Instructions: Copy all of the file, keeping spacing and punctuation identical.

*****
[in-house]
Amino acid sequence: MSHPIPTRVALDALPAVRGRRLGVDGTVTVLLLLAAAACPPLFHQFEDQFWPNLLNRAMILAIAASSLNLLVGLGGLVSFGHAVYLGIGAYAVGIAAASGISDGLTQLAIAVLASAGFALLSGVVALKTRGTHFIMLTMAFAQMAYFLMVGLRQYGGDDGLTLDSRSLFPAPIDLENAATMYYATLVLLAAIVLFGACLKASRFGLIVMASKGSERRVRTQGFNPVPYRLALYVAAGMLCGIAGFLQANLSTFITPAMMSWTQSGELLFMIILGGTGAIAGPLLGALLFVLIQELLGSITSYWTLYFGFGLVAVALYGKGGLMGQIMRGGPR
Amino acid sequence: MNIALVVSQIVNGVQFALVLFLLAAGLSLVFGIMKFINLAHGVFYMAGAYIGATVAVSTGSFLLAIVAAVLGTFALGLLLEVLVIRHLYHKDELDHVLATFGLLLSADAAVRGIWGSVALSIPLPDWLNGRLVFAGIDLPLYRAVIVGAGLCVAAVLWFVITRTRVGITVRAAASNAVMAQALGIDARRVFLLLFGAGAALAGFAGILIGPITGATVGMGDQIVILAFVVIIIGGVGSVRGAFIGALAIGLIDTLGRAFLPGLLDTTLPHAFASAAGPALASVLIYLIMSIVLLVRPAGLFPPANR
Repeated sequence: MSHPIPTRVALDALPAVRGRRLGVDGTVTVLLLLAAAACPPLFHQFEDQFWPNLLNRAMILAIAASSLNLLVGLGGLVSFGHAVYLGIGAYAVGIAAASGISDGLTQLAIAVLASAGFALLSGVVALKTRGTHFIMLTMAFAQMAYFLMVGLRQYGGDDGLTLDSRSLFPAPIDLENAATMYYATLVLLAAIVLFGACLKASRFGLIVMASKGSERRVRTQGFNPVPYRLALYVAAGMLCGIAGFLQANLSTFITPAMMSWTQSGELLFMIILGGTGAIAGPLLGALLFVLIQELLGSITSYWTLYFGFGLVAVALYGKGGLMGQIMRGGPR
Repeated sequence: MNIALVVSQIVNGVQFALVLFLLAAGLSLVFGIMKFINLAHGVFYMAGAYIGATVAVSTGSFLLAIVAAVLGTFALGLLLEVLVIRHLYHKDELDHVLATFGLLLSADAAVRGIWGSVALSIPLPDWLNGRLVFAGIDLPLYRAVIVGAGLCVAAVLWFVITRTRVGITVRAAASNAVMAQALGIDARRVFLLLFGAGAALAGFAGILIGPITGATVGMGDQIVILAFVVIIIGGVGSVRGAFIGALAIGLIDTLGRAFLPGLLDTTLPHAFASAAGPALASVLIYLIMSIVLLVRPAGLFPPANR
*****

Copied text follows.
[in-house]
Amino acid sequence: MSHPIPTRVALDALPAVRGRRLGVDGTVTVLLLLAAAACPPLFHQFEDQFWPNLLNRAMILAIAASSLNLLVGLGGLVSFGHAVYLGIGAYAVGIAAASGISDGLTQLAIAVLASAGFALLSGVVALKTRGTHFIMLTMAFAQMAYFLMVGLRQYGGDDGLTLDSRSLFPAPIDLENAATMYYATLVLLAAIVLFGACLKASRFGLIVMASKGSERRVRTQGFNPVPYRLALYVAAGMLCGIAGFLQANLSTFITPAMMSWTQSGELLFMIILGGTGAIAGPLLGALLFVLIQELLGSITSYWTLYFGFGLVAVALYGKGGLMGQIMRGGPR
Amino acid sequence: MNIALVVSQIVNGVQFALVLFLLAAGLSLVFGIMKFINLAHGVFYMAGAYIGATVAVSTGSFLLAIVAAVLGTFALGLLLEVLVIRHLYHKDELDHVLATFGLLLSADAAVRGIWGSVALSIPLPDWLNGRLVFAGIDLPLYRAVIVGAGLCVAAVLWFVITRTRVGITVRAAASNAVMAQALGIDARRVFLLLFGAGAALAGFAGILIGPITGATVGMGDQIVILAFVVIIIGGVGSVRGAFIGALAIGLIDTLGRAFLPGLLDTTLPHAFASAAGPALASVLIYLIMSIVLLVRPAGLFPPANR
Repeated sequence: MSHPIPTRVALDALPAVRGRRLGVDGTVTVLLLLAAAACPPLFHQFEDQFWPNLLNRAMILAIAASSLNLLVGLGGLVSFGHAVYLGIGAYAVGIAAASGISDGLTQLAIAVLASAGFALLSGVVALKTRGTHFIMLTMAFAQMAYFLMVGLRQYGGDDGLTLDSRSLFPAPIDLENAATMYYATLVLLAAIVLFGACLKASRFGLIVMASKGSERRVRTQGFNPVPYRLALYVAAGMLCGIAGFLQANLSTFITPAMMSWTQSGELLFMIILGGTGAIAGPLLGALLFVLIQELLGSITSYWTLYFGFGLVAVALYGKGGLMGQIMRGGPR
Repeated sequence: MNIALVVSQIVNGVQFALVLFLLAAGLSLVFGIMKFINLAHGVFYMAGAYIGATVAVSTGSFLLAIVAAVLGTFALGLLLEVLVIRHLYHKDELDHVLATFGLLLSADAAVRGIWGSVALSIPLPDWLNGRLVFAGIDLPLYRAVIVGAGLCVAAVLWFVITRTRVGITVRAAASNAVMAQALGIDARRVFLLLFGAGAALAGFAGILIGPITGATVGMGDQIVILAFVVIIIGGVGSVRGAFIGALAIGLIDTLGRAFLPGLLDTTLPHAFASAAGPALASVLIYLIMSIVLLVRPAGLFPPANR